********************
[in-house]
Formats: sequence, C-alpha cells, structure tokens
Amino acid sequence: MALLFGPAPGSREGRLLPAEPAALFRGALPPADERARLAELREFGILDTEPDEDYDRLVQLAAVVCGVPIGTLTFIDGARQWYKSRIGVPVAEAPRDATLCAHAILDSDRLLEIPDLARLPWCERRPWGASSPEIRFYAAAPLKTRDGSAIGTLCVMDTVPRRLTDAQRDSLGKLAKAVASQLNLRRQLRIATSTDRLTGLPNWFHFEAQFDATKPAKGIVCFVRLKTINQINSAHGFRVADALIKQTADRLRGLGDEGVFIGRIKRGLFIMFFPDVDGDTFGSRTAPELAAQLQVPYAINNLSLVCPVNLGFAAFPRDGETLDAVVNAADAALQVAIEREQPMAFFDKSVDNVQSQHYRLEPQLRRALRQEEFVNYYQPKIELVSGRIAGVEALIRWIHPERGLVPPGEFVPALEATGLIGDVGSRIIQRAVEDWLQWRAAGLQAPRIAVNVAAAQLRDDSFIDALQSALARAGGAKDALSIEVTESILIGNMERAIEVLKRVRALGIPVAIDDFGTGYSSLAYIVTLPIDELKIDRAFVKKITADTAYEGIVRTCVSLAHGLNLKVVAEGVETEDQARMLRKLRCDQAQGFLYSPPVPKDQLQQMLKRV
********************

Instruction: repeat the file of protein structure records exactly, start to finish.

[in-house]
Formats: sequence, C-alpha cells, structure tokens
Amino acid sequence: MALLFGPAPGSREGRLLPAEPAALFRGALPPADERARLAELREFGILDTEPDEDYDRLVQLAAVVCGVPIGTLTFIDGARQWYKSRIGVPVAEAPRDATLCAHAILDSDRLLEIPDLARLPWCERRPWGASSPEIRFYAAAPLKTRDGSAIGTLCVMDTVPRRLTDAQRDSLGKLAKAVASQLNLRRQLRIATSTDRLTGLPNWFHFEAQFDATKPAKGIVCFVRLKTINQINSAHGFRVADALIKQTADRLRGLGDEGVFIGRIKRGLFIMFFPDVDGDTFGSRTAPELAAQLQVPYAINNLSLVCPVNLGFAAFPRDGETLDAVVNAADAALQVAIEREQPMAFFDKSVDNVQSQHYRLEPQLRRALRQEEFVNYYQPKIELVSGRIAGVEALIRWIHPERGLVPPGEFVPALEATGLIGDVGSRIIQRAVEDWLQWRAAGLQAPRIAVNVAAAQLRDDSFIDALQSALARAGGAKDALSIEVTESILIGNMERAIEVLKRVRALGIPVAIDDFGTGYSSLAYIVTLPIDELKIDRAFVKKITADTAYEGIVRTCVSLAHGLNLKVVAEGVETEDQARMLRKLRCDQAQGFLYSPPVPKDQLQQMLKRV